War Is BloodyEditor: War is not a...

War Is Bloody

Editor: War is not a game of Nintendo. It is a bloody mess full of horror. Despite heavy-handed attempts at propaganda and censorship by the military, the truth of this war will not long be hidden from the American people or even the world, by euphemisms or evasions.


Quite a large number of Americans will die and be maimed in the dessert. Due to the superior efficiency and technology of our armed forces, a much larger number of Iraqis and others who get in the way will be killed and maimed, military or civilian, adults, women and children. This is over and above a lot of of property damage.

A lot of damage has been done to humans and property in Kuwait by the Iraqis. Wait till we get done with that poor, unfortunate country. Consider what we did in Vietnam, another country we wanted to save.


Meanwhile back in our country, there is going to be a lot of "collateral damage." We don't seem able to find funds to finance education properly. Our health-care system for most of the people in the country is the disgrace of the Western world. What are we to do with our growing number of homeless? Are we not to make needed investments in our crumbling roads, bridges and water-purification plants?

We've punished the Iraqis sufficiently. We've prevented the further expansion of Iraq, halted and indeed reversed its weapons development. Let's finish the job with the much more benign sanctions procedure. Let's bring a large percentage of our people home. We've tested our weapons. The fun and games are over.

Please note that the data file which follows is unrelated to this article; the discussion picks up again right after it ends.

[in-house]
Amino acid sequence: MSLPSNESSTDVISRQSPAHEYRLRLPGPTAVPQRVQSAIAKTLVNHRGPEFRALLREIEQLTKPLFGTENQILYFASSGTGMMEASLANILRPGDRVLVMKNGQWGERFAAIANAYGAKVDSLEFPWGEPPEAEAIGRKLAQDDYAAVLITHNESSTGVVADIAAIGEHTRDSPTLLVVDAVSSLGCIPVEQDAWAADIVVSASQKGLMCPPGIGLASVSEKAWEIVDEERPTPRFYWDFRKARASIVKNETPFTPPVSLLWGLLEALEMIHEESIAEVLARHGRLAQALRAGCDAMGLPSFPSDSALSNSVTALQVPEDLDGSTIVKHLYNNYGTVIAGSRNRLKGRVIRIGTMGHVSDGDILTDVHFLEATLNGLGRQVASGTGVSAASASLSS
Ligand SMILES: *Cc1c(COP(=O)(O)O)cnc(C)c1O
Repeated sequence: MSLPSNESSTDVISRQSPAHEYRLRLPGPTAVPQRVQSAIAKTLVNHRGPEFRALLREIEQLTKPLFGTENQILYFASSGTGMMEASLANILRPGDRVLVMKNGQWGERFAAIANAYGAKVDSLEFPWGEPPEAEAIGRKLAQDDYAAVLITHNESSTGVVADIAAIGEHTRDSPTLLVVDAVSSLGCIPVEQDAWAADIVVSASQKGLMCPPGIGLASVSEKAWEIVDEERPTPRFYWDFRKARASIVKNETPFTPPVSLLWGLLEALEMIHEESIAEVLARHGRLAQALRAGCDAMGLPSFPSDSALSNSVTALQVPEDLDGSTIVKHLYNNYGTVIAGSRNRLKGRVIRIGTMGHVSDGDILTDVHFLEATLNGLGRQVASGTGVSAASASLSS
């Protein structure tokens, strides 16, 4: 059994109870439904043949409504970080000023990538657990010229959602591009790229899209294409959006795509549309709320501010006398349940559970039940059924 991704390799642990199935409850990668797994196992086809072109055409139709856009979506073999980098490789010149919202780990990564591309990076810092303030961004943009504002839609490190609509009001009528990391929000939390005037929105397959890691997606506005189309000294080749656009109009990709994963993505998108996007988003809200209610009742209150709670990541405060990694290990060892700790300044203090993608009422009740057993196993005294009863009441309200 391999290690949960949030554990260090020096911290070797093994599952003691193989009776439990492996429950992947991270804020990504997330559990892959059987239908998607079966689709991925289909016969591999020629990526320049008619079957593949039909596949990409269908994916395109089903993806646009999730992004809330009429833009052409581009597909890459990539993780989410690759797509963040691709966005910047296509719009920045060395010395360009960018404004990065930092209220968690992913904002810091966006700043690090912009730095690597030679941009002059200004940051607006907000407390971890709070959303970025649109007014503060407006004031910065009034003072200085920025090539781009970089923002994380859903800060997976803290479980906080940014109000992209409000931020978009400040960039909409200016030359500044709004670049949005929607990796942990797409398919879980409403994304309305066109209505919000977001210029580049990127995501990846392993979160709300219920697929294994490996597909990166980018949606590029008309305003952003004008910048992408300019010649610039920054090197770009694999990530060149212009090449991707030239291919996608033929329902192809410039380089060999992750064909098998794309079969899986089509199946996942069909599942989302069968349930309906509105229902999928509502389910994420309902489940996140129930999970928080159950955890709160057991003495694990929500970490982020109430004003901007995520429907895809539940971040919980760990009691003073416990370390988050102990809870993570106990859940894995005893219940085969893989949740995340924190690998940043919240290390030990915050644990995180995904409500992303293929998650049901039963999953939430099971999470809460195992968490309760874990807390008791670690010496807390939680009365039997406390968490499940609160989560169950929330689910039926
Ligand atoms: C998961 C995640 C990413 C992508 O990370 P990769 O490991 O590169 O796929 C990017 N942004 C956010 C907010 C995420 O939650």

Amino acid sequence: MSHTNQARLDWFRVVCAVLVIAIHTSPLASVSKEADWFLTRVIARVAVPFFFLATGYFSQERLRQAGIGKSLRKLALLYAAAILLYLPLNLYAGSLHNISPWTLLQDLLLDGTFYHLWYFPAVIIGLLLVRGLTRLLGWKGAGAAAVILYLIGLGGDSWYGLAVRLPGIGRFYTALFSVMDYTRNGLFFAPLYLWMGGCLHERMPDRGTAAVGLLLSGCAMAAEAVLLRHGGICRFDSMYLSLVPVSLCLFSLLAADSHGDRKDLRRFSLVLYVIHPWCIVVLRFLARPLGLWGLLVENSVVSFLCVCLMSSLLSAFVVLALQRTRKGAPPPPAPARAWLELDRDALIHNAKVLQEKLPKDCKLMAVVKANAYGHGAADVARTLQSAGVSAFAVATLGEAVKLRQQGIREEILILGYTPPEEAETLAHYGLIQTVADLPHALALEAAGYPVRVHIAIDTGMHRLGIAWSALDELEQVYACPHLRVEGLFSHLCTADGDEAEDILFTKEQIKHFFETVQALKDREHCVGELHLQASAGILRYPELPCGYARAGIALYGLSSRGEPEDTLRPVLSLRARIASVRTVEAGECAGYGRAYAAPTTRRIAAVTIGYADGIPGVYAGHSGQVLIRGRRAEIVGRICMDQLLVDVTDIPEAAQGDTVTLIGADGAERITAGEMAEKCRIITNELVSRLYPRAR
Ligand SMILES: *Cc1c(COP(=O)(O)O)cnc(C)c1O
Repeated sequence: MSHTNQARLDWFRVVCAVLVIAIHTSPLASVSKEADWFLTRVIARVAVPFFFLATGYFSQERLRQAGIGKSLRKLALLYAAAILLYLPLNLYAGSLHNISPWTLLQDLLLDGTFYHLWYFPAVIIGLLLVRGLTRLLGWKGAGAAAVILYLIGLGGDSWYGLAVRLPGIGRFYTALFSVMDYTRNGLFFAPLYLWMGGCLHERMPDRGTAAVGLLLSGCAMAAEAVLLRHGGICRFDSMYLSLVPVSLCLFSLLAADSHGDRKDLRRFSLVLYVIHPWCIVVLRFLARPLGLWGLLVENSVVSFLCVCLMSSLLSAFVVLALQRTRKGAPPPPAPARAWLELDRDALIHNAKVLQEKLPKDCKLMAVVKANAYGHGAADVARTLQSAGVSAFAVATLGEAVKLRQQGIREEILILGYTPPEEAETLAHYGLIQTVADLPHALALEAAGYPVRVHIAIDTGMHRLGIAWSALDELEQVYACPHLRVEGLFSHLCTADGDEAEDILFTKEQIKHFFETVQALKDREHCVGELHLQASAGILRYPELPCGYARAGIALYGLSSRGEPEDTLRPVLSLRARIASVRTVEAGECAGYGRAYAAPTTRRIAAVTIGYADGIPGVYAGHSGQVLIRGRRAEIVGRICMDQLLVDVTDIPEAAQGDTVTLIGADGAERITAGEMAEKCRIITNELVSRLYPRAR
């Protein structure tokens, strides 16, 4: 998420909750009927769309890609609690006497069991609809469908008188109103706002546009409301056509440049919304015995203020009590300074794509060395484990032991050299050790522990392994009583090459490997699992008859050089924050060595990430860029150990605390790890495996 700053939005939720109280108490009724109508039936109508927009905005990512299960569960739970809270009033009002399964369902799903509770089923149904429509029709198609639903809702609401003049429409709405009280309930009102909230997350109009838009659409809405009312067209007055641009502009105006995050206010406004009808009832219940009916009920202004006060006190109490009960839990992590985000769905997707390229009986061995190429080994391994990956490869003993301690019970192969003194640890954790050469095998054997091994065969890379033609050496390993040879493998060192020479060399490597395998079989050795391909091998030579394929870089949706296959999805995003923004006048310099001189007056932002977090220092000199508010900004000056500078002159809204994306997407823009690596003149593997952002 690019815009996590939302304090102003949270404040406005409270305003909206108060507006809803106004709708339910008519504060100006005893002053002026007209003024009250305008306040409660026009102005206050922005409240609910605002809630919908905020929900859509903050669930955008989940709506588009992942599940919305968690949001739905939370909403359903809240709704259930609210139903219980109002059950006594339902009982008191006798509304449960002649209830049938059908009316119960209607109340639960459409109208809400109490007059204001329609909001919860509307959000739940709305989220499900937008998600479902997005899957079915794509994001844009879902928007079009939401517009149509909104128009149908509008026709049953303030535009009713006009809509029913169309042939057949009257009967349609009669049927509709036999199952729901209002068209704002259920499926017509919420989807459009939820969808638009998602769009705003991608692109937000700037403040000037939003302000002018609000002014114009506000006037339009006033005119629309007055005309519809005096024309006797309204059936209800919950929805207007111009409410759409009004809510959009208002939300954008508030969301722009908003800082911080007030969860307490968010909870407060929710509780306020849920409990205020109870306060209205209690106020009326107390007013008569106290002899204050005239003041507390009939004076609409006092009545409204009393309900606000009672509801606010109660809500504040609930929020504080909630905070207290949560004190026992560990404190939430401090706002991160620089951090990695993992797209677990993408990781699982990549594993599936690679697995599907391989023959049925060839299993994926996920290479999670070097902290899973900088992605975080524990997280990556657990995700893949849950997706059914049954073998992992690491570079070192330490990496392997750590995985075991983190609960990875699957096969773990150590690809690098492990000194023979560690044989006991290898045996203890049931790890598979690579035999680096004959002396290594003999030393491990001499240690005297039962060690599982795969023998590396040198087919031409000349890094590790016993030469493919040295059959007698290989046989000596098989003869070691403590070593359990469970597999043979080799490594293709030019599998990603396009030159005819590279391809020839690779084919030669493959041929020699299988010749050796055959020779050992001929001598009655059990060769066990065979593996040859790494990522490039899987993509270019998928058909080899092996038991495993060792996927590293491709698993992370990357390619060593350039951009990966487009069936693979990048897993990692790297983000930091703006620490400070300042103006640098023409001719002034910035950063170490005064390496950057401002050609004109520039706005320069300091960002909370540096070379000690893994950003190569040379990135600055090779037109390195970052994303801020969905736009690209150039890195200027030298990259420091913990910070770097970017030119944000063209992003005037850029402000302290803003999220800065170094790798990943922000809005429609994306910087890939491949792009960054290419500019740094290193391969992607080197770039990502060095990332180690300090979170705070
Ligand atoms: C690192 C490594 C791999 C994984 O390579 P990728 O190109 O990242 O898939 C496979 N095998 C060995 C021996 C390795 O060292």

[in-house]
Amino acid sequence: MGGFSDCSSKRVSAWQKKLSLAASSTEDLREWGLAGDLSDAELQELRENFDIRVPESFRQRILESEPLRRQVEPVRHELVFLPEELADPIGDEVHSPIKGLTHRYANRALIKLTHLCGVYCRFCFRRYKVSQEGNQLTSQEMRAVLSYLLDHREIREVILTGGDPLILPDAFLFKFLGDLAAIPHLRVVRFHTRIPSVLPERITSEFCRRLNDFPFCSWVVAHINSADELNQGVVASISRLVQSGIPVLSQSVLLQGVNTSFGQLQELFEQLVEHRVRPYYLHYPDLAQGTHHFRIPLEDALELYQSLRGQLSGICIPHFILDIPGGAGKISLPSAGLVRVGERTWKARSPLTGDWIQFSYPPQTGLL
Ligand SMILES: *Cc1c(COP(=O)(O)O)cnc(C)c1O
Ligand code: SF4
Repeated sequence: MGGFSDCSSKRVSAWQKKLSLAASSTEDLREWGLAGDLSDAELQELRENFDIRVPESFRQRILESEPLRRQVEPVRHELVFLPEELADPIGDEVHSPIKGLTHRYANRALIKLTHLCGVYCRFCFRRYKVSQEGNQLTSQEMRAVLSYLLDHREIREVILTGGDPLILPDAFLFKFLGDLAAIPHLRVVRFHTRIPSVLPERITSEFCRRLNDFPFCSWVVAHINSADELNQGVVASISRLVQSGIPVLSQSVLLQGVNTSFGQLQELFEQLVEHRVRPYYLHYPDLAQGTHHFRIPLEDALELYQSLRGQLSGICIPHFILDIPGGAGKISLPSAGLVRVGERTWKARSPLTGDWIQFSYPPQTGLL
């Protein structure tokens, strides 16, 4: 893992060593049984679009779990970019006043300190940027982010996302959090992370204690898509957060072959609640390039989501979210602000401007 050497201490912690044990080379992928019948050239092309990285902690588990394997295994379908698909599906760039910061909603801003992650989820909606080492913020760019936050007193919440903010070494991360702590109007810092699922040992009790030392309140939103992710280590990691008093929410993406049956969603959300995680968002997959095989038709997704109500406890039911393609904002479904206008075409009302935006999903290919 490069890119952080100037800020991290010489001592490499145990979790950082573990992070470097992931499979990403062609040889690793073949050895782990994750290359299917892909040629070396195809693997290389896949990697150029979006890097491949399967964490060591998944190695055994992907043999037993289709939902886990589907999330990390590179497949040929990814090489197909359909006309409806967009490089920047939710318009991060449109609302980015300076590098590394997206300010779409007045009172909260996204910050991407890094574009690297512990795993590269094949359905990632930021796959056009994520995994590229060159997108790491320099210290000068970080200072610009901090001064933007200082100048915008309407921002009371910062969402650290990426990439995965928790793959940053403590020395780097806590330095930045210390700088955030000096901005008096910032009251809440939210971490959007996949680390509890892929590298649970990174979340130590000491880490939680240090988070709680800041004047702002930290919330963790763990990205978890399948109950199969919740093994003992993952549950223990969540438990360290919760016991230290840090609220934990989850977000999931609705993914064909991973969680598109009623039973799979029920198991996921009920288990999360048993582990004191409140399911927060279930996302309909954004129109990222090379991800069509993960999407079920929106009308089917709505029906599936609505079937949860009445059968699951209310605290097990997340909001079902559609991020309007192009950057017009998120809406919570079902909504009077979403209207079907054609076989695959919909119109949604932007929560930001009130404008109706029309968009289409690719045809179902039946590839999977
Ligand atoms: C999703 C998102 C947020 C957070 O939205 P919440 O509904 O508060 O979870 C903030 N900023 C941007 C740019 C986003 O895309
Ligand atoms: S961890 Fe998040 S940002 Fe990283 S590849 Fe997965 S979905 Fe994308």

Mr. Bush, can you lead us to the "gentler and kinder America"?

himon Mednick.


Phony Polls

Editor: Let's have an end to these phony television polls where the public is to call to say "yes" or "no" to some current public question.

The television station knows full well that the organizations are favored, whether it is a large group of bureaucrats fighting the tax cap or a relatively large group of war-minded people pursuing their inclinations.


They know that these groups are better organized to form teams of callers to make multiple calls in their interest.

enry H. Franz.


Cut Spending

Editor: Maryland Gov. William Donald Schaefer is calling for a 5 percent tax on gasoline. The citizens of Maryland are fed up with his calls for higher taxes to support spending.

How about cutting spending? Are social programs untouchable? Are social programs to be continued and increased at the cost of services to the taxpayer?


Welfare, employment, and other supplemental income programs were not meant to be replacements for gainful employment.

Lawrence Schaffer.


Let's Plant Trees This Spring!

Editor: Trees are a valuable part of the urban community. They beautify our cities with their spring flowers, summer foliage and fall color. Their presence softens the bleak expanses of brick, concrete and asphalt and reduces the heat which builds up in them. When on the street on a hot day, we readily seek out the cooling effect of an urban tree. Three properly-planted trees around your home one day can reduce your air-conditioning bill by as much as 50 percent.

But what's most important, urban trees reduce impressive amounts of harmful pollutants, which the crush of motor vehicles and industry releases day and night into the city air. In this role, urban trees are 15 times more important than rural trees.


One tree absorbs about 13 pounds of carbon dioxide per year -- enough to offset the carbon dioxide produced by driving one car 26,000 miles. Recent research tells us that some trees like red maple and white birch also absorb the sulphur dioxide while white oaks are especially adept at removing ground-level ozone. And in return they all give back into the air life-giving oxygen. Trees truly help us make our cities livable.

At the present there are not enough trees in our urban areas. An aggressive plan on the state and local level aimed at saving the existing trees and planting more trees is needed.